Nerve agents in honey

Analysis of local honey samples shows global landscape contamination by pesticides

    Research output: Contribution to journalArticle

    1 Citation (Scopus)
    63 Downloads (Pure)

    Abstract

    There is widespread concern over the global loss of biodiversity. The decline in bee abundances is particularly alarming given their role in pollination; bee losses are a major threat to human food security and ecosystem stability. These losses are associated with intensive land use, which exposes bees to pesticides, particularly neonicotinoids. The latter may harm bees directly and/or exacerbate threats from other chemicals, imported parasites and diseases (1), or habitat loss. On page 109 of this issue, Mitchell et al. (2) show that most honeys sampled from around the world between 2012 and 2016 contain neonicotinoids at levels known to be neuroactive in bees. The work highlights the global nature of this threat to bees.
    Original languageEnglish
    Pages (from-to)38-39
    Number of pages2
    JournalScience
    Volume358
    Issue number6359
    DOIs
    Publication statusPublished - 6 Oct 2017

    Fingerprint

    Honey
    Bees
    Pesticides
    Ecosystem
    Pollination
    Food Supply
    Biodiversity
    Nerve Agents
    Parasites

    Keywords

    • pesticides
    • policy
    • Food insecurity
    • Contaminated land
    • pollinator
    • Human health
    • neonicotinoid
    • bees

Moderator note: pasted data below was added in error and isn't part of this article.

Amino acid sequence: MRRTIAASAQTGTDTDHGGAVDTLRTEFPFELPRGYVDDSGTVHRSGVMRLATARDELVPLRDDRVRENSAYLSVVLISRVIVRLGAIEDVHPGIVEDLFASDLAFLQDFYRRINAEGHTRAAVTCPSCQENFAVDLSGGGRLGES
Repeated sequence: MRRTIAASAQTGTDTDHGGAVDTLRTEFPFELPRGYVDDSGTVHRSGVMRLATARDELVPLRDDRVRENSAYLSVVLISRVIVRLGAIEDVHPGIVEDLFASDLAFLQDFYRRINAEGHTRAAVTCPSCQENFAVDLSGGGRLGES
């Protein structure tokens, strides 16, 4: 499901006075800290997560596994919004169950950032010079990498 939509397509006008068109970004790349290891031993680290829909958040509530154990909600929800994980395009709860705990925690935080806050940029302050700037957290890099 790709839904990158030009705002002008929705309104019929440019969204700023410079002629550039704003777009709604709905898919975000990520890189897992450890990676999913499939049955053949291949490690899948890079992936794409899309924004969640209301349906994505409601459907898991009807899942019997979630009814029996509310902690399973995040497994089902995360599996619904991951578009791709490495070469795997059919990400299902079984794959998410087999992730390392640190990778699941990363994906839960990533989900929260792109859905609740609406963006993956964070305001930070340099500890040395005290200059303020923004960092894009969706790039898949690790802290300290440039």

Cite this

    @article{610af22baf024dce99926a835200c5a1,
    title = "Nerve agents in honey: Analysis of local honey samples shows global landscape contamination by pesticides",
    abstract = "There is widespread concern over the global loss of biodiversity. The decline in bee abundances is particularly alarming given their role in pollination; bee losses are a major threat to human food security and ecosystem stability. These losses are associated with intensive land use, which exposes bees to pesticides, particularly neonicotinoids. The latter may harm bees directly and/or exacerbate threats from other chemicals, imported parasites and diseases (1), or habitat loss. On page 109 of this issue, Mitchell et al. (2) show that most honeys sampled from around the world between 2012 and 2016 contain neonicotinoids at levels known to be neuroactive in bees. The work highlights the global nature of this threat to bees.",
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    author = "Christopher Connolly",
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    }

    Nerve agents in honey : Analysis of local honey samples shows global landscape contamination by pesticides. / Connolly, Christopher.

    In: Science, Vol. 358, No. 6359, 06.10.2017, p. 38-39.

    Research output: Contribution to journalArticle

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